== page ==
The statistics are scary: 60 per cent of small and medium-sized businesses (SMBs) hit by ransomware attacks close within six months according to the IDC. Two-thirds of businesses are vulnerable to a cyberattack at some point during each day. Only 32 per cent have the tools to monitor their networks for malicious activity 24 hours a day, seven days a week.
Yet despite these numbers, nearly six in 10 Canadian organizations believe they’re fully prepared to stop sensitive data from being stolen or misplaced. It’s a paradox: Canadian business owners underestimate the threat of cyberattack while simultaneously overestimating how prepared they are to face one.
In some ways, this disconnect is understandable. While data breaches at large companies such as Sony and Target have grabbed headlines, when a small- or medium-sized business is attacked or forced to close, it usually goes unreported.
“The cybersecurity breaches in the news are usually about large companies, which may give other business owners false comfort that they are too small to be threatened,” says Dan Kelly, president and CEO of the Canadian Federation of Independent Businesses (CFIB). “This is unhelpful in spurring action on a serious threat that has affected thousands of SMBs.”
What many business owners don’t realize is that hackers increasingly automate ransomware and phishing attacks in the hopes that somebody – anybody – will click on a link and reveal a vulnerability. SMBs end up in the crosshairs simply because there are more of them and because their security systems are less advanced than those of their larger counterparts.
“What’s happening out there is that all the hackers are targeting small and medium-sized businesses because they know that their skill set and the technology they’re using is very basic. Just because you’ve invested in an anti-virus or a firewall doesn’t mean you’re protected,” says Martin Bélanger, national director of business development for security solutions at Telus.
“If you’re a hacker, you’ll go where the low hanging fruits are. The low hanging fruits are not a bank. It would be a high reward if you were able to hack a bank, but it’s very costly,” Bélanger says. “At the end of the day, hackers are there to make money. They’re running businesses too.”
A question of resources
According to Kelly, even companies that do realize the scope of the threat often find it hard to know where to start when it comes to taking countermeasures. Not only do they lack the technological know-how, they may be constrained by time and budgetary pressures.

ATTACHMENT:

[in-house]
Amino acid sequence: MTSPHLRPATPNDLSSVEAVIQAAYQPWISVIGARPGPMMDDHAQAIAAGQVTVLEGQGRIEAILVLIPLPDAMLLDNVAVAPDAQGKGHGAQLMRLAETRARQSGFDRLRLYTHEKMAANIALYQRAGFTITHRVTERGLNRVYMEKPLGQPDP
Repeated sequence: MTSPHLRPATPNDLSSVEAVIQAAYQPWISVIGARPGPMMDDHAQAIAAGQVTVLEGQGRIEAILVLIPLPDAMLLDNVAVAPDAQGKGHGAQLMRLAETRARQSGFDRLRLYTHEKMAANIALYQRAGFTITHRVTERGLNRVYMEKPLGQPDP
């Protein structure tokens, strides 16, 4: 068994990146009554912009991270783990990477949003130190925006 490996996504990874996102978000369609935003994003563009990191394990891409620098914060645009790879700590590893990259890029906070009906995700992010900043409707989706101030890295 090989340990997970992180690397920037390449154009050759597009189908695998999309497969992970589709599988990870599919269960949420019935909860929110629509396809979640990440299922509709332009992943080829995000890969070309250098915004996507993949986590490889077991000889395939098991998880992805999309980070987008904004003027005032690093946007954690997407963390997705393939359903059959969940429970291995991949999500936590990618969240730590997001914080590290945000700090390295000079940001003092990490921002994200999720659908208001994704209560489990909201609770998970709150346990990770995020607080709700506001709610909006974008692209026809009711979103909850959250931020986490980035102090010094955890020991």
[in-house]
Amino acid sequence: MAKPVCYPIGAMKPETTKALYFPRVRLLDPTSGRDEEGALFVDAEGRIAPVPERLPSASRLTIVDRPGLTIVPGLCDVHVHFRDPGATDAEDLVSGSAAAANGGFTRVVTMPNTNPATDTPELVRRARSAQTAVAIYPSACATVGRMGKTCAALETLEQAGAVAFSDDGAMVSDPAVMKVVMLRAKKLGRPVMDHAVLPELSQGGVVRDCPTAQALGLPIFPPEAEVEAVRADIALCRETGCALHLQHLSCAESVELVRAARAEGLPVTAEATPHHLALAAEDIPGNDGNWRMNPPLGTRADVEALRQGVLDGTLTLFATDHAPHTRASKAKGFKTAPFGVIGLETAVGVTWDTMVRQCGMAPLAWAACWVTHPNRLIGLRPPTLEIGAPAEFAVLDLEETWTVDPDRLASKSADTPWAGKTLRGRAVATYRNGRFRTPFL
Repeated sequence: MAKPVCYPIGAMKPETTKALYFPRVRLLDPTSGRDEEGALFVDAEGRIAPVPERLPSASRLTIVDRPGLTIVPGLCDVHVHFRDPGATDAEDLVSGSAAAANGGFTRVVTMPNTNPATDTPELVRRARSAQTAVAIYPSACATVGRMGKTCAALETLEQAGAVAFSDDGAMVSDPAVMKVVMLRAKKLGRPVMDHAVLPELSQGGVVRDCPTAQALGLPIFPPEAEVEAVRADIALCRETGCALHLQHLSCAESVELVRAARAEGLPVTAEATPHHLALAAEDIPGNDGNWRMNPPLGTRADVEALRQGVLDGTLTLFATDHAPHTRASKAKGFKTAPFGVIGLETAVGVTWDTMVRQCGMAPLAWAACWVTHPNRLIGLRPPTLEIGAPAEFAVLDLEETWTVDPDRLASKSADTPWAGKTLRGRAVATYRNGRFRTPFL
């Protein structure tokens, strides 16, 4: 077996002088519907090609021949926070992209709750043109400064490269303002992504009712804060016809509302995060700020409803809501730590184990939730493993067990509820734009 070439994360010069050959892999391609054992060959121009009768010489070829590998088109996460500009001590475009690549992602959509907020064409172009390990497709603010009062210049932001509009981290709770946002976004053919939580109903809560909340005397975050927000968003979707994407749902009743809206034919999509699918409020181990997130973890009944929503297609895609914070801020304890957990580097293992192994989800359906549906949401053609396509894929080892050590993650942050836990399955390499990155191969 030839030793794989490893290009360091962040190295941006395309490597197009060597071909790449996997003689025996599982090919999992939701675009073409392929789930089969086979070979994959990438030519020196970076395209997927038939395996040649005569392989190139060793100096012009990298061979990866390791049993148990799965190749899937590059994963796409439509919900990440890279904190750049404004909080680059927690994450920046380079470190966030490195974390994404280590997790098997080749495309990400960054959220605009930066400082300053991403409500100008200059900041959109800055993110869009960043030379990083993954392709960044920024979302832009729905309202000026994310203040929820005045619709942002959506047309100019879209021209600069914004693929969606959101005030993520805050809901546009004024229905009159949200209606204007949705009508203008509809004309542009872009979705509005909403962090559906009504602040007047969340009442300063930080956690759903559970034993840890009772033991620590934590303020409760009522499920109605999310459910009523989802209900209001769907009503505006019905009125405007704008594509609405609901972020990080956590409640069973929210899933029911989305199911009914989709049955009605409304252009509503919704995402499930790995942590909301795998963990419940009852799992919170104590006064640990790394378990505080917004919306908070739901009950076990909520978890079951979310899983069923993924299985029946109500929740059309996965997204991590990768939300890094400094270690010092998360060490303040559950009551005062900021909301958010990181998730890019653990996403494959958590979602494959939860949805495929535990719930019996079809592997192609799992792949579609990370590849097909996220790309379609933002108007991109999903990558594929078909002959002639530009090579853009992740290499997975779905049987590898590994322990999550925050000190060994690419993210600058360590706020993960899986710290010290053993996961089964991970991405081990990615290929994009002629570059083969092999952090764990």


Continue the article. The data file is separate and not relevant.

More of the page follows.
“Business owners are pulled in a million directions every day,” he says. “While most are aware that there are cybersecurity threats out there, most haven’t done a deep dive to determine what might be necessary. Smaller firms often lack the expertise to properly address these challenges and budgets are often thin to find the resources to get the expert help needed.”
Adding to the difficulty is a worldwide shortage of trained cybersecurity professionals, with the non-profit IT security organization (ISC)² estimating there are currently 2.93-million cybersecurity positions unfilled around the world. That drives salaries up, and the shortfall is so acute that even the few businesses with resources to bring specialists on board may be unable to.
How business owners can find help
The good news is that even simple safety measures like greater password security, two-factor authentication and keeping software up to date can have an impact on a business’s vulnerability to attack. And additional help is available. Dan Kelly’s advice is simple: “Seek some outside advice and get started.”
“Taking action doesn’t mean you will have to drop everything else in your business,” Kelly says. “Like anything, taking the first step is usually the hardest. Business associations like CFIB can provide advice on where to start and help find appropriate resources.”
There are also cybersecurity services – including insurance, threat audits and ongoing protection – that can offer businesses peace of mind. Bélanger believes these services offer the best combination of security and value for smaller firms.
“When I started in the IT world 15, 20 years ago, businesses had their own programmers to create their websites,” he says. “In today's world, there's no such thing as an SMB that creates its own website. There are companies out there that are very skilled and are way more effective and price competitive to help them do it. That same shift is happening now in cybersecurity.”
Bélanger points to Telus’s own managed detection and response (MDR) service as an example of a solution that can be cost-effective for SMBs. After Telus conducts an audit of a business’s vulnerabilities and recommends security and training measures, MDR leverages artificial intelligence and machine learning to scan for anomalies on its network, automating the painstaking process of hunting for threats. When something out of the ordinary is detected, a cybersecurity expert in Canada is alerted.
“When you buy MDR, you buy skillset, you buy analysts, you buy people that do this day-in, day-out, 24-seven, 365, people who will proactively warn you if there's something happening on your network,” Bélanger says.
“At the end of the day, you need to know what’s coming in and out of your cloud applications, your end point devices and your network. If you have visibility of that, your risk of getting hacked is way lower. If there’s data going out at two in the morning to an IP address in Russia, you should probably be aware of that.”
Advertising feature produced by Globe Content Studio. The Globe’s editorial department was not involved.